The Australian Senate Standing Committee on Legal and Constitutional Affairs recently called for submissions on the ‘value of a justice reinvestment approach to criminal justice in Australia’. This followed referral of this issue for inquiry and report on 26 November 2012.
Addressing the underlying social and economic causes of crime is the most effective and cost efficient way to prevent crime, reduce re-offending and make our communities safer. Justice reinvestment involves re-directing a portion of the costs associated with imprisonment (the annual cost to taxpayers is around $90 000 per prisoner in Australia) to provide better education, health care systems and rehabilitation programs that help to reduce recidivism and promote fundamental human rights.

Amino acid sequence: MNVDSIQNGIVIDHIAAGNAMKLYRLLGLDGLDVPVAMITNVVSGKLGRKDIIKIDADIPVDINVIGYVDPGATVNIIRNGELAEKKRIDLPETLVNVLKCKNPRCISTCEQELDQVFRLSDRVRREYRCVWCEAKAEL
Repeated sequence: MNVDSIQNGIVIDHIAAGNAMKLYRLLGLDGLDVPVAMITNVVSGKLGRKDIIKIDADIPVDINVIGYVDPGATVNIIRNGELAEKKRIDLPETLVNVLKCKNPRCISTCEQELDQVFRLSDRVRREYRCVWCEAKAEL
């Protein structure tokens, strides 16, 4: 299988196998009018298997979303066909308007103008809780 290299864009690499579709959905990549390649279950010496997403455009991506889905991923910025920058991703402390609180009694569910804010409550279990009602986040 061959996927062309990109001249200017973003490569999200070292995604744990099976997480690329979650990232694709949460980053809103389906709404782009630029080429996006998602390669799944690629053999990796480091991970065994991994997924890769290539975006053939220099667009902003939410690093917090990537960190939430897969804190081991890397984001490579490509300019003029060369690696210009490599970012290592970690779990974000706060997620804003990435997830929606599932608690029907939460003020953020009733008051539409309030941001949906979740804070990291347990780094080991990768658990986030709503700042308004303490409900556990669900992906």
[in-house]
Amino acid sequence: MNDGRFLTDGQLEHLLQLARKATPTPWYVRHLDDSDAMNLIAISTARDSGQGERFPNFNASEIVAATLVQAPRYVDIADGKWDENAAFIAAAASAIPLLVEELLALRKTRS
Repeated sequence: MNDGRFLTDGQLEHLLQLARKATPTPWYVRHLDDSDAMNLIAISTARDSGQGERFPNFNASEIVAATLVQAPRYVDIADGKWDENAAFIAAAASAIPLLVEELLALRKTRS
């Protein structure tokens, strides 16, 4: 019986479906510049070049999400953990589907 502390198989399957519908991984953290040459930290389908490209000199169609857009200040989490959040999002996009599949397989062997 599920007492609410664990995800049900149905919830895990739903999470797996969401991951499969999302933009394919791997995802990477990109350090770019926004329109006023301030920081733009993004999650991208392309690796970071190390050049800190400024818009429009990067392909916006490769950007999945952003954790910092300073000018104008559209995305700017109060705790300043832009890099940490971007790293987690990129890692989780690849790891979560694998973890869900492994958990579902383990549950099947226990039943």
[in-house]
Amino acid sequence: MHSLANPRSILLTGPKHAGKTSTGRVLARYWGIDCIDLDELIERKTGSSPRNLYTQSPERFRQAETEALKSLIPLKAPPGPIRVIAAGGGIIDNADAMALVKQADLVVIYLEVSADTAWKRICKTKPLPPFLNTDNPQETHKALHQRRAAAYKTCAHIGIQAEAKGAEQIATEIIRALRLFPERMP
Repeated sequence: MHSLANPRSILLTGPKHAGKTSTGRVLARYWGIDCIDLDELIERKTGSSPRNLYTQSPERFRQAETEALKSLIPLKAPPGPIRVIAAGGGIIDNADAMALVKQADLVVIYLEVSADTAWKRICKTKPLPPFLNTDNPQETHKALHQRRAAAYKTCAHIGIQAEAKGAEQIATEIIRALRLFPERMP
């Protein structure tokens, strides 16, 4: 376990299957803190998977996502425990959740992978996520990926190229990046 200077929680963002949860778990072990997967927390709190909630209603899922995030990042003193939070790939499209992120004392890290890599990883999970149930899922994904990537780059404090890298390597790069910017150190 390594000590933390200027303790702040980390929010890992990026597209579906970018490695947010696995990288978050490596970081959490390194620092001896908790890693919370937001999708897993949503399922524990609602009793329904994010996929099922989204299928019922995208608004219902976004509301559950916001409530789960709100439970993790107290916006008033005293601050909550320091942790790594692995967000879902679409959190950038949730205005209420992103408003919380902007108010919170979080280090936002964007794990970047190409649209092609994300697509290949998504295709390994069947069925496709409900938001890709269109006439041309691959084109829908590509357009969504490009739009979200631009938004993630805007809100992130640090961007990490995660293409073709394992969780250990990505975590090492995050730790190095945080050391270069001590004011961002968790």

Justice reinvestment has received considerable attention in a number of states in the United States. The Senate Committee requested submissions on a broad range of issues that would assist the Committee to determine the value of similar programs in Australia — such as the drivers behind the rise in incarceration, particularly among disadvantaged groups including Aboriginal and Torres Strait Islander peoples, current opportunities for alternatives to incarceration and the costs of implementing a justice reinvestment approach to criminal justice in Australia.
The Committee has received over 100 submissions and is expected to submit its report to the senate on 20 June 2013.
MADELEINE FORSTER is a lawyer presently seconded to the Human Rights Law Centre in Melbourne.